<input name="ctl00$MainContent$txtName" type="text" id="ctl00_MainContent_txtName" /><br />
<input type="submit" name="ctl00$MainContent$ctl00" value="PostPage" onclick="javascript:return validateName();" />
You can see the ID of the control is modified to refer the ContentPlaceHolder name with an AutoId just before the Id. AutoId mode is best when you don't want to handle the uniqueness of the control id yourself and want to rely totally on ASP.NET.


Inherit is slightly different than the AutoId. AutoId places one Unique Sequence page id of the controls using ctl00, ctl01 .. In case of Inherit mode, it only places the inherited control id for each controls.

As I am within the masterpage, it will give you  "MainContent_txtName". So the only difference between inherit mode and AutoId is that AutoId places the unique PageId while Inherits doesnt.


The modes that I have discussed earlier works when we are going to use static controls on the page. Predictable mode comes handy when we are going to use DataBound controls which renders more than one control with same id. So using Predictable we can predict the id that the control will generate when it rendered in the client side.

Let us take the example of a ListView to demonstrate how you can easily use this. For simplicity I am using XmlDataSource to define the Data.

<asp:XmlDataSource ID="xdsStudent" runat="server">
<Student id="1" name="Abhijit" />
<Student id="2" name="Sheo" />
<Student id="3" name="Puneet" />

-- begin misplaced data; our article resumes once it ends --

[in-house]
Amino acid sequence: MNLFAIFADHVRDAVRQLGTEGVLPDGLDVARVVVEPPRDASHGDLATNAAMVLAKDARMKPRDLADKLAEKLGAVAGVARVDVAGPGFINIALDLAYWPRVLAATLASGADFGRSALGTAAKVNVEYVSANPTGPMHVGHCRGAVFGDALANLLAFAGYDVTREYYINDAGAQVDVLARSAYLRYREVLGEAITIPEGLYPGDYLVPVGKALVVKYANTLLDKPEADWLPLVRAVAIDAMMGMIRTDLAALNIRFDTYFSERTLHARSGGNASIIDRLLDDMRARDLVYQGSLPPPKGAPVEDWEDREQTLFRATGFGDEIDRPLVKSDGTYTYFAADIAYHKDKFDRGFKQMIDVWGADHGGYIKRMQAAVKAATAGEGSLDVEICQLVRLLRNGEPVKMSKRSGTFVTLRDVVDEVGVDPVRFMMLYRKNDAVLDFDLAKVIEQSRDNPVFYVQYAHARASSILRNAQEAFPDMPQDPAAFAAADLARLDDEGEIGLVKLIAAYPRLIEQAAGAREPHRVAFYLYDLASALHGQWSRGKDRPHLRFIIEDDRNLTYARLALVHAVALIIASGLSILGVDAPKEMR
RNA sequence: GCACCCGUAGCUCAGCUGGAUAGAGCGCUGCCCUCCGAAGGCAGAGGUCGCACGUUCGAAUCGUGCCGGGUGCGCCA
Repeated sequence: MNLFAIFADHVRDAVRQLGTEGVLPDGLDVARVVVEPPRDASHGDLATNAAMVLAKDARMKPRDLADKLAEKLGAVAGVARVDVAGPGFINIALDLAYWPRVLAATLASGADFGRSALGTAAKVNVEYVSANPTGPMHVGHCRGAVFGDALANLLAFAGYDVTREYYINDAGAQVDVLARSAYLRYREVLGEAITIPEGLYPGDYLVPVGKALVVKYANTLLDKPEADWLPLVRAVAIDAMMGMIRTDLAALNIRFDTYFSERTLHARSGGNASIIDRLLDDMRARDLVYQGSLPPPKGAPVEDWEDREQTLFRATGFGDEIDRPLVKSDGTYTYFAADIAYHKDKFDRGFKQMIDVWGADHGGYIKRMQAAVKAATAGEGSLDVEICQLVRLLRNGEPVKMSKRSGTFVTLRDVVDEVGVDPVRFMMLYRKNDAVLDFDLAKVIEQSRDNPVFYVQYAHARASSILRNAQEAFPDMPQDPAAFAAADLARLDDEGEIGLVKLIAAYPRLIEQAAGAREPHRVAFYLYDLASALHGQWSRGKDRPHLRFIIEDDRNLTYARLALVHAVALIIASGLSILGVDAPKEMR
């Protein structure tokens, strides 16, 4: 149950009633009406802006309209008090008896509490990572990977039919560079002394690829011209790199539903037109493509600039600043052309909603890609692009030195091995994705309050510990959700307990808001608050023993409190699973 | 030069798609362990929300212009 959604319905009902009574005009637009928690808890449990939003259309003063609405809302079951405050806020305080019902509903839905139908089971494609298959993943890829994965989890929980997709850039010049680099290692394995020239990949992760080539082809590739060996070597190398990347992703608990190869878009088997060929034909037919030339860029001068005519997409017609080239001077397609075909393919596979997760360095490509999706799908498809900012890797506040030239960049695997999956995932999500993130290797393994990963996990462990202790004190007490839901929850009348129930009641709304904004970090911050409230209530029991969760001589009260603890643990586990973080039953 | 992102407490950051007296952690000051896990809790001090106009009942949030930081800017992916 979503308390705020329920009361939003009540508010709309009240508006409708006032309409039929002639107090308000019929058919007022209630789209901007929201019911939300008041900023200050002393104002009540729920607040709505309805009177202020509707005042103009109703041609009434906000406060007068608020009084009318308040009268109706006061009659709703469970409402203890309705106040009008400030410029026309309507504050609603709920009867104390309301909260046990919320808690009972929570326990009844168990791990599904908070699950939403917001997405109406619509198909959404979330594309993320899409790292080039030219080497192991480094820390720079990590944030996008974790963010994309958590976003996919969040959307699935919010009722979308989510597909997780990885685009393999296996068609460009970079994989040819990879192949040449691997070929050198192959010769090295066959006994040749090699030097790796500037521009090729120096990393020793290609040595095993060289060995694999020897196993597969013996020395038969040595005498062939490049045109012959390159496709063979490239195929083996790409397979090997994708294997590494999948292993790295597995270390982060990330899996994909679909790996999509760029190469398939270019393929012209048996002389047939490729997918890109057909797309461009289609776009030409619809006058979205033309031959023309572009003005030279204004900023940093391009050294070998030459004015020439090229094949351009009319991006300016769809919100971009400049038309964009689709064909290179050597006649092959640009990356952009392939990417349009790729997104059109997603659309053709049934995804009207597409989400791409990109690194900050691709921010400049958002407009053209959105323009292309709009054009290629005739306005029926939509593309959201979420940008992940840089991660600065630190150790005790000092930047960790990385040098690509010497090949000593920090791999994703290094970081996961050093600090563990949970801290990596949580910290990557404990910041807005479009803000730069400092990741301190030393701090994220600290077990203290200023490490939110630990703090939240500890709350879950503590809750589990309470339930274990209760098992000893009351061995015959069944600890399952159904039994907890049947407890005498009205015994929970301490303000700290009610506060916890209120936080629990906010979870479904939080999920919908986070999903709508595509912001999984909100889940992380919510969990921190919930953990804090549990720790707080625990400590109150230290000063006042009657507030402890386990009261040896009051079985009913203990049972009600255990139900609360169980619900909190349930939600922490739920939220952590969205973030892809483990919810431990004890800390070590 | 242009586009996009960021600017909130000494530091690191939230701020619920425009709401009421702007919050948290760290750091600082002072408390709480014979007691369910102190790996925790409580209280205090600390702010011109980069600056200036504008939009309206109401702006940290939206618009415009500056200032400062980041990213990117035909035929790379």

<Student id="4" name="Kunal" />

Say this is my DataSource and I define a ListView using this DataSource.

<asp:ListView runat="server" ID="lvShowNames" DataSourceID="xdsStudent" ClientIDMode="Predictable">
<asp:Label runat="server" Text='<%# Eval("name") %>' ID="lblStudentName"/> </br>


Now as I defined the ClientIDMode as predictable, the span which is rendered in the client side will look like :
<span id="MainContent_lvShowNames_lblStudentName_0">Abhijit</span>
<span id="MainContent_lvShowNames_lblStudentName_1">Sheo</span>
<span id="MainContent_lvShowNames_lblStudentName_2">Puneet</span>
<span id="MainContent_lvShowNames_lblStudentName_3">Kunal</span>
Therefore you can see the ids will be generated. It has 4 parts(each separated using underscores). The first part represents ContentPage Name, Next shows ListViewId, and then Control Id and then a unique number for each record.

Now say I don't want the uniqueness to be implied automatically by ASP.NET. I would like to render the suffix with the same id that is present for each student. There is another property for each databound controls that I can make use of which is called ClientIDRowSuffix which enables you to use a proper suffix for each control.

<asp:ListView runat="server" ID="lvShowNames" DataSourceID="xdsStudent" ClientIDRowSuffix="id">
<asp:Label runat="server" Text='<%# Eval("name") %>' ID="lblStudentName"/> </br>
Thus the html will seem like :

<span id="MainContent_lvShowNames_lblStudentName_1">Abhijit</span>